Friday, July 25, 2008
tomorrow is departure day. It is amazing how quickly my return to africa has come and gone. In many respects this trip has allowed for me to see a comprehensive vision of a person, outside of the isolated view of theology and religion. I have been able to see how the question of health fits into a larger social context. i have had a chance to see how health decisions that can severely affect a persons life are made based on economic capacity. I have even had a chance to experience that myself, as I considered taking what would be prescription medicine in the US for worms, without doing any sort of stool sample, simply because it costs more at home. watching sicko with the students a few days ago served as an excellent link between our observations and experiences here and those in the US. While perhaps the diseases may be different, we still have people unable to make the choice for better health and a more full life in the US because of social circumstances. Rwanda has even managed to do something which we have not; universal, affordable health insurance. It is illegal in Rwanda to not have health insurance, and in order to insure that this is possible for the bulk population, the government has introduced the mutuelle, a health insurance program that only costs 1000 RF ($2) to join per year. With the mutuelle, the cost of consultation, testing and medication for the most pervasive illnesses only costs 200RF, the same price as a gourd of traditional local banana beer. Rwanda seems to be a country where the government genuinely cares about its population, and is even willing to go to the lengths of kicking out NGO's in order to provide a standard of excellence to its population.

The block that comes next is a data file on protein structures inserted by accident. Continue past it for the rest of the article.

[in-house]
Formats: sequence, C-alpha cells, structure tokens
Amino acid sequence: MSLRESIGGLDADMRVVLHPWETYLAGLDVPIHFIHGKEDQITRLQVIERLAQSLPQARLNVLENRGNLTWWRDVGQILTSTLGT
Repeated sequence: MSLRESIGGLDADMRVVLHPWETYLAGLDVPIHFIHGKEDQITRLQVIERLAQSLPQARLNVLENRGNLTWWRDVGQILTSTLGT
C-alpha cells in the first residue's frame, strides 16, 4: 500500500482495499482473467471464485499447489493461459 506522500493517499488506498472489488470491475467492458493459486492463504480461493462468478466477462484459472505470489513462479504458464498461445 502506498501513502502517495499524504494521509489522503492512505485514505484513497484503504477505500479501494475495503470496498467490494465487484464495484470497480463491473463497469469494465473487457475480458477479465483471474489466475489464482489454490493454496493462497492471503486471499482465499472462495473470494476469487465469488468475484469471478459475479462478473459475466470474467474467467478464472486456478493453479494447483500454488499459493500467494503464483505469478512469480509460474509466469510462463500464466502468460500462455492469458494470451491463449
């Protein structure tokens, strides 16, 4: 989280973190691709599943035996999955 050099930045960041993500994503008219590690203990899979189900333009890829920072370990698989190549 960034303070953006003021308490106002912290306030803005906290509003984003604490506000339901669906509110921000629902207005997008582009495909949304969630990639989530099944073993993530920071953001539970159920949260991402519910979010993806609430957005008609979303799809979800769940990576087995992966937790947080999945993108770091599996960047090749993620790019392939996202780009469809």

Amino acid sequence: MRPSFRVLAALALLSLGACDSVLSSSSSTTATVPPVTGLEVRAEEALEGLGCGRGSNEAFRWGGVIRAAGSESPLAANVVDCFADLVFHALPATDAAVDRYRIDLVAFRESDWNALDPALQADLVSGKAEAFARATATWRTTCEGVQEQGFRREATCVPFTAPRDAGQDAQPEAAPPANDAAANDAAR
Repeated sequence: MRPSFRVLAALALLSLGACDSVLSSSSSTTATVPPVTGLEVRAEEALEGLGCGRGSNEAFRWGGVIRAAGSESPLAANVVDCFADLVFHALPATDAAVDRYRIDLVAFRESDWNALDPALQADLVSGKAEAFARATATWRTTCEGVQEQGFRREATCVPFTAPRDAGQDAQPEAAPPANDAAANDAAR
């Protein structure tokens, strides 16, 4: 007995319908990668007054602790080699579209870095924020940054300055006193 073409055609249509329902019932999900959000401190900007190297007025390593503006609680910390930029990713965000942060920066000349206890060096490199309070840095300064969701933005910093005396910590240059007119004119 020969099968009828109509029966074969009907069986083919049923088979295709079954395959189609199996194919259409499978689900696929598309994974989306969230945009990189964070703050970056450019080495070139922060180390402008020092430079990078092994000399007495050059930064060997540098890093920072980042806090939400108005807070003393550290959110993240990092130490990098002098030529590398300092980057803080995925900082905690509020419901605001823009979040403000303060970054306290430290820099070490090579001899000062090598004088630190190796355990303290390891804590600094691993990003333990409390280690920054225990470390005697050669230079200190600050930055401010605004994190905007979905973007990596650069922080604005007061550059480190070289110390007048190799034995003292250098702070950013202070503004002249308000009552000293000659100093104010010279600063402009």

It has bee wonder to me to see how vastly difference my two experiences in africa have been. In one case, my time was spent in churches and amongst theologians. In the other, doctors and clincs. In one, i was soly responsible for myself, and was subject to only my desires. This trip, i have been responsible for 16,and my needs or my wishes sidestep to the needs of my students. outside of any question of mode, i have thoroughly enjoyed transmitting the traveling experience to these students. We have used bucket showers, ate locally almost daily, and squeezed into matatu taxis until bursting point. In presenting our experience to the parents and other putney students, we have decided to do it in the form of the matatu monologues.